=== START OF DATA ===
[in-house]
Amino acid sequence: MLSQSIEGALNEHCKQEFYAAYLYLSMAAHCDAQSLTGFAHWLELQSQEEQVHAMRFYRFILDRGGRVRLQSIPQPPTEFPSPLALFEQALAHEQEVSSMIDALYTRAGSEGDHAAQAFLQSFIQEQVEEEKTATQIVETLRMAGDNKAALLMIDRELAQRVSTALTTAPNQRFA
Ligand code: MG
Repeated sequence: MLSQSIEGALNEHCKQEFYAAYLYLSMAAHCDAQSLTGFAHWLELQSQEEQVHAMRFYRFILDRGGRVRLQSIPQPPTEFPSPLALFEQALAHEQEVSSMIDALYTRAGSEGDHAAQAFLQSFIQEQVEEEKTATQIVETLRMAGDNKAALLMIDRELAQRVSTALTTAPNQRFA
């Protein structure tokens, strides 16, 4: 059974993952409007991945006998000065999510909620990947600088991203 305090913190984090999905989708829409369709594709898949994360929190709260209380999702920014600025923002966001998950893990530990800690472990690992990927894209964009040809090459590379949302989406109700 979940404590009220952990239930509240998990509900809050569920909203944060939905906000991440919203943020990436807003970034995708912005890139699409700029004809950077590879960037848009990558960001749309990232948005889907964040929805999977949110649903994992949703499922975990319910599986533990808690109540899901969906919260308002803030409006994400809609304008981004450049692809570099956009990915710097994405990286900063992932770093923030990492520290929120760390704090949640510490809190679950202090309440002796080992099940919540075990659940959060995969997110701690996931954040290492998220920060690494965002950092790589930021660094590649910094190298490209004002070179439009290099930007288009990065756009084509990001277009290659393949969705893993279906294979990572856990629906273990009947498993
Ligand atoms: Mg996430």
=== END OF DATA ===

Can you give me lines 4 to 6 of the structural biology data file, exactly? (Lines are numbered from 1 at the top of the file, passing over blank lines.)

Repeated sequence: MLSQSIEGALNEHCKQEFYAAYLYLSMAAHCDAQSLTGFAHWLELQSQEEQVHAMRFYRFILDRGGRVRLQSIPQPPTEFPSPLALFEQALAHEQEVSSMIDALYTRAGSEGDHAAQAFLQSFIQEQVEEEKTATQIVETLRMAGDNKAALLMIDRELAQRVSTALTTAPNQRFA
């Protein structure tokens, strides 16, 4: 059974993952409007991945006998000065999510909620990947600088991203 305090913190984090999905989708829409369709594709898949994360929190709260209380999702920014600025923002966001998950893990530990800690472990690992990927894209964009040809090459590379949302989406109700 979940404590009220952990239930509240998990509900809050569920909203944060939905906000991440919203943020990436807003970034995708912005890139699409700029004809950077590879960037848009990558960001749309990232948005889907964040929805999977949110649903994992949703499922975990319910599986533990808690109540899901969906919260308002803030409006994400809609304008981004450049692809570099956009990915710097994405990286900063992932770093923030990492520290929120760390704090949640510490809190679950202090309440002796080992099940919540075990659940959060995969997110701690996931954040290492998220920060690494965002950092790589930021660094590649910094190298490209004002070179439009290099930007288009990065756009084509990001277009290659393949969705893993279906294979990572856990629906273990009947498993
Ligand atoms: Mg996430």